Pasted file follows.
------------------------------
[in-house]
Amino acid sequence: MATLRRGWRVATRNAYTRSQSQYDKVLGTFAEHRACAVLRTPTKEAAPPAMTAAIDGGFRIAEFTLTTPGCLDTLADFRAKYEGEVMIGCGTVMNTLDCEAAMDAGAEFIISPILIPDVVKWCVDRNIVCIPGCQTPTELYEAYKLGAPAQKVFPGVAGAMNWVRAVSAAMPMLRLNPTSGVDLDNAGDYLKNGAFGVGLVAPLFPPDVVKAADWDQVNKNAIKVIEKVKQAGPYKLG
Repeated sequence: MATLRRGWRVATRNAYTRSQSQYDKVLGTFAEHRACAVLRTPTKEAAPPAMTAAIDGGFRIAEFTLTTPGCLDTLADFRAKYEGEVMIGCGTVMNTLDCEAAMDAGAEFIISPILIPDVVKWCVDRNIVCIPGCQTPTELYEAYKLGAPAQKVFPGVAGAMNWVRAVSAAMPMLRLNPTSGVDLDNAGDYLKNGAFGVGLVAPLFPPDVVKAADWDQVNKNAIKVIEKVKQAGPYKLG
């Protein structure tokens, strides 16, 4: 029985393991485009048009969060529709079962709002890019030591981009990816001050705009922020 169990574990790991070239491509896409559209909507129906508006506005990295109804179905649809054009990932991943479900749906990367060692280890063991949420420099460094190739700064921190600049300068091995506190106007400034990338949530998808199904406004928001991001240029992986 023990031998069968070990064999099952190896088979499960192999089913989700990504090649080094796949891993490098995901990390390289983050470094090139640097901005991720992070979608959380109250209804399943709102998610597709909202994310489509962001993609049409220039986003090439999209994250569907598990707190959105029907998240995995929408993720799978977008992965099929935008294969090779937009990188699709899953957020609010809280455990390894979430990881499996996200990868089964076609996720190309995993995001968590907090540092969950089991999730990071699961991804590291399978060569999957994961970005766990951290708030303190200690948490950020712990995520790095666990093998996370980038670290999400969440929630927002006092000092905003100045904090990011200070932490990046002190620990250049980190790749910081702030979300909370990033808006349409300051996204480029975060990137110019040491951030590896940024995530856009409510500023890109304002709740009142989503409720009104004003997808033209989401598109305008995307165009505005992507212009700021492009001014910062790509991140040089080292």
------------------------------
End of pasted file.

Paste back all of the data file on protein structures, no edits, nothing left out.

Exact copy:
[in-house]
Amino acid sequence: MATLRRGWRVATRNAYTRSQSQYDKVLGTFAEHRACAVLRTPTKEAAPPAMTAAIDGGFRIAEFTLTTPGCLDTLADFRAKYEGEVMIGCGTVMNTLDCEAAMDAGAEFIISPILIPDVVKWCVDRNIVCIPGCQTPTELYEAYKLGAPAQKVFPGVAGAMNWVRAVSAAMPMLRLNPTSGVDLDNAGDYLKNGAFGVGLVAPLFPPDVVKAADWDQVNKNAIKVIEKVKQAGPYKLG
Repeated sequence: MATLRRGWRVATRNAYTRSQSQYDKVLGTFAEHRACAVLRTPTKEAAPPAMTAAIDGGFRIAEFTLTTPGCLDTLADFRAKYEGEVMIGCGTVMNTLDCEAAMDAGAEFIISPILIPDVVKWCVDRNIVCIPGCQTPTELYEAYKLGAPAQKVFPGVAGAMNWVRAVSAAMPMLRLNPTSGVDLDNAGDYLKNGAFGVGLVAPLFPPDVVKAADWDQVNKNAIKVIEKVKQAGPYKLG
């Protein structure tokens, strides 16, 4: 029985393991485009048009969060529709079962709002890019030591981009990816001050705009922020 169990574990790991070239491509896409559209909507129906508006506005990295109804179905649809054009990932991943479900749906990367060692280890063991949420420099460094190739700064921190600049300068091995506190106007400034990338949530998808199904406004928001991001240029992986 023990031998069968070990064999099952190896088979499960192999089913989700990504090649080094796949891993490098995901990390390289983050470094090139640097901005991720992070979608959380109250209804399943709102998610597709909202994310489509962001993609049409220039986003090439999209994250569907598990707190959105029907998240995995929408993720799978977008992965099929935008294969090779937009990188699709899953957020609010809280455990390894979430990881499996996200990868089964076609996720190309995993995001968590907090540092969950089991999730990071699961991804590291399978060569999957994961970005766990951290708030303190200690948490950020712990995520790095666990093998996370980038670290999400969440929630927002006092000092905003100045904090990011200070932490990046002190620990250049980190790749910081702030979300909370990033808006349409300051996204480029975060990137110019040491951030590896940024995530856009409510500023890109304002709740009142989503409720009104004003997808033209989401598109305008995307165009505005992507212009700021492009001014910062790509991140040089080292």